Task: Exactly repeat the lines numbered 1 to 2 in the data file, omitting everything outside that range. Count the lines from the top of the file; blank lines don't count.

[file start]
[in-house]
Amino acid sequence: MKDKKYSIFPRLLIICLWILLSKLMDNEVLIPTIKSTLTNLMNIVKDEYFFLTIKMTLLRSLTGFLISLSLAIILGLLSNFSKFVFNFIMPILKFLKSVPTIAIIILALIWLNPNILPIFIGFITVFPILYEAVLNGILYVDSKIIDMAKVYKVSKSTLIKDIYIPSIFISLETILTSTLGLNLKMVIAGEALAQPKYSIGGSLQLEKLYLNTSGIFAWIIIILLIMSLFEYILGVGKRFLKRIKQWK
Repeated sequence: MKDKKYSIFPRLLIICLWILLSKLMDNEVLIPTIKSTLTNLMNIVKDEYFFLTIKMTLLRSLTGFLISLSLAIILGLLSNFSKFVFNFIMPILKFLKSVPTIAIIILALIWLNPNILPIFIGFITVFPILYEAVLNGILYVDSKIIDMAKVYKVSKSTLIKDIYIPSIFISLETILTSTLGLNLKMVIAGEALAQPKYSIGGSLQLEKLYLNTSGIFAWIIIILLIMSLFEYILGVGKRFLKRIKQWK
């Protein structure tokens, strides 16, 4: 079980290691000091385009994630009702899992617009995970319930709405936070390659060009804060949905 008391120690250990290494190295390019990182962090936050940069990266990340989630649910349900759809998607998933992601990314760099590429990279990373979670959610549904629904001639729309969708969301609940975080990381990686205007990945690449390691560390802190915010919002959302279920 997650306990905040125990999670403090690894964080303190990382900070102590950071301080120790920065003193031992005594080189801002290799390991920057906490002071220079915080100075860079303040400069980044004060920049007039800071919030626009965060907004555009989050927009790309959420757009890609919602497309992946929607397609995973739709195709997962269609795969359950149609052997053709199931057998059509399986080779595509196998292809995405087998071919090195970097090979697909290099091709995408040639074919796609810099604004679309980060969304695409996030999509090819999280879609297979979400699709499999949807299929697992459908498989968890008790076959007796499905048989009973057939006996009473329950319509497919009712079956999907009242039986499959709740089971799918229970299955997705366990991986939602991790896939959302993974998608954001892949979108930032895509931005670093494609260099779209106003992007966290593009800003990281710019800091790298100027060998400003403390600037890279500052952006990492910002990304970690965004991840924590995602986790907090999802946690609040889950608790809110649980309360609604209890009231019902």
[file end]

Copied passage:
[in-house]
Amino acid sequence: MKDKKYSIFPRLLIICLWILLSKLMDNEVLIPTIKSTLTNLMNIVKDEYFFLTIKMTLLRSLTGFLISLSLAIILGLLSNFSKFVFNFIMPILKFLKSVPTIAIIILALIWLNPNILPIFIGFITVFPILYEAVLNGILYVDSKIIDMAKVYKVSKSTLIKDIYIPSIFISLETILTSTLGLNLKMVIAGEALAQPKYSIGGSLQLEKLYLNTSGIFAWIIIILLIMSLFEYILGVGKRFLKRIKQWK